Note writing is going to change because of the addition of the patient reader — and something will be lost, argues Steven Reidbord, MD, a psychiatrist in private practice in San Francisco. By watering down the language for patients, "you are trading away the technical precision and other advantages of having a professional language," comments Reidbord, who blogs for Psychology Today and has criticized the open notes movement in the past.

However, years of investigation from OpenNotes, the Boston-based advocacy and research organization, indicates that there are many gains with patient-accessible notes, including improved medical record accuracy, greater medication adherence, and potentially improved healthcare disparities among a range of patient types. In a 2019 study, researchers said that worry and confusion among note-reading patients are uncommon (5% and 3%, respectively), which addresses two criticisms voiced by multiple Medscape readers last year.

2 – Some Clinical Notes Can Be Withheld. The new rules from the federal government permit information blocking if there is clear evidence that doing so "...will substantially reduce the risk of harm" to patients or to other third parties, wrote Tom Delbanco, MD, and Charlotte Blease, PhD, of OpenNotes in Boston in a Medscape commentary in February.

There are also state-level laws that can supersede the new US law and block access to notes, points out UC Davis' MacDonald. For example, California law dictates that providers cannot post cancer test results without talking with the patient first.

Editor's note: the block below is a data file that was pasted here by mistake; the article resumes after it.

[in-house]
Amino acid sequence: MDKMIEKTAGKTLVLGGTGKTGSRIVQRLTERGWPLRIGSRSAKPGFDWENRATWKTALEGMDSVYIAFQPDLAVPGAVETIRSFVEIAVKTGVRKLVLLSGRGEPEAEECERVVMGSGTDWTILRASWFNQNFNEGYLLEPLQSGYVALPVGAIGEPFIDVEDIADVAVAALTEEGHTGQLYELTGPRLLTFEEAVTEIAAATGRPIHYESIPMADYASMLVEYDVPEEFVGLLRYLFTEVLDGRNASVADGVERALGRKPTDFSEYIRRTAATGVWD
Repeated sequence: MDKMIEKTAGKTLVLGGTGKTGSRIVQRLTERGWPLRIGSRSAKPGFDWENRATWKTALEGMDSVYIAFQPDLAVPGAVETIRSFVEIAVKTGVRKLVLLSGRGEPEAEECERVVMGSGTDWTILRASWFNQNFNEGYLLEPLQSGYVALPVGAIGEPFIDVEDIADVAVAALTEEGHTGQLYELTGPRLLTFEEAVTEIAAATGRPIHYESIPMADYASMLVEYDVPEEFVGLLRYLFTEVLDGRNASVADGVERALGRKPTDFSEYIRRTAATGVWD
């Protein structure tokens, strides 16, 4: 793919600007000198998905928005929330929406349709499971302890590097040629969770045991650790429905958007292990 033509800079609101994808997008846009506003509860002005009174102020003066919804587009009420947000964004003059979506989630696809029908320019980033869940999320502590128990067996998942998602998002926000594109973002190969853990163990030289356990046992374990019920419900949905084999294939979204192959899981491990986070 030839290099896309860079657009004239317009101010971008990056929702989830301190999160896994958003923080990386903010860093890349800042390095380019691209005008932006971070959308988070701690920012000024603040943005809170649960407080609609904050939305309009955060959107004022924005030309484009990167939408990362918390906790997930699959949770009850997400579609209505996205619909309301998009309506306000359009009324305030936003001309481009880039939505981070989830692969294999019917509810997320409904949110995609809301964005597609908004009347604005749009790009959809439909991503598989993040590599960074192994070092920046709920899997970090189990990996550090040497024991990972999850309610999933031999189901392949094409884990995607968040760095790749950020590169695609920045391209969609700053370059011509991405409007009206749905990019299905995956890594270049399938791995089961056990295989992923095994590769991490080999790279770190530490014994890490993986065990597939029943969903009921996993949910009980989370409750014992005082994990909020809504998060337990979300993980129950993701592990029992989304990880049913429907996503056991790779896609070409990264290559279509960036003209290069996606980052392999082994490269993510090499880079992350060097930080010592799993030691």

The OpenNotes organization also points out that, with regard to sensitive psychotherapy notes that are separated from the rest of a medical record, those notes "can be kept from patients without their permission, and such rules vary state by state."

3 – Some Patients Are More Likely Readers. Some patients are more likely to peer into their files than other, says Liz Salmi, senior strategist at OpenNotes, who is also a brain cancer patient. "Those patients who have more serious or chronic conditions...are more likely to read their notes," she commented to Medscape Medical News.

A new study of nearly 6000 medical oncology patients at the University of Wisconsin confirms that opinion. Patients with incurable metastatic disease were much more likely than those with early-stage, curable disease to read notes. Notably, younger patients were more likely than older ones to access notes, likely the result of generational tech savvy.

Despite the unpredictability of serious disease such as cancer, oncology patients find satisfaction in reading their notes, say experts. "We've overwhelmingly heard that patients like it," Thomas LeBlanc, MD, medical oncologist at Duke University, Durham, North Carolina, where all patients already have access to clinicians' notes, told Medscape Medical News in 2018.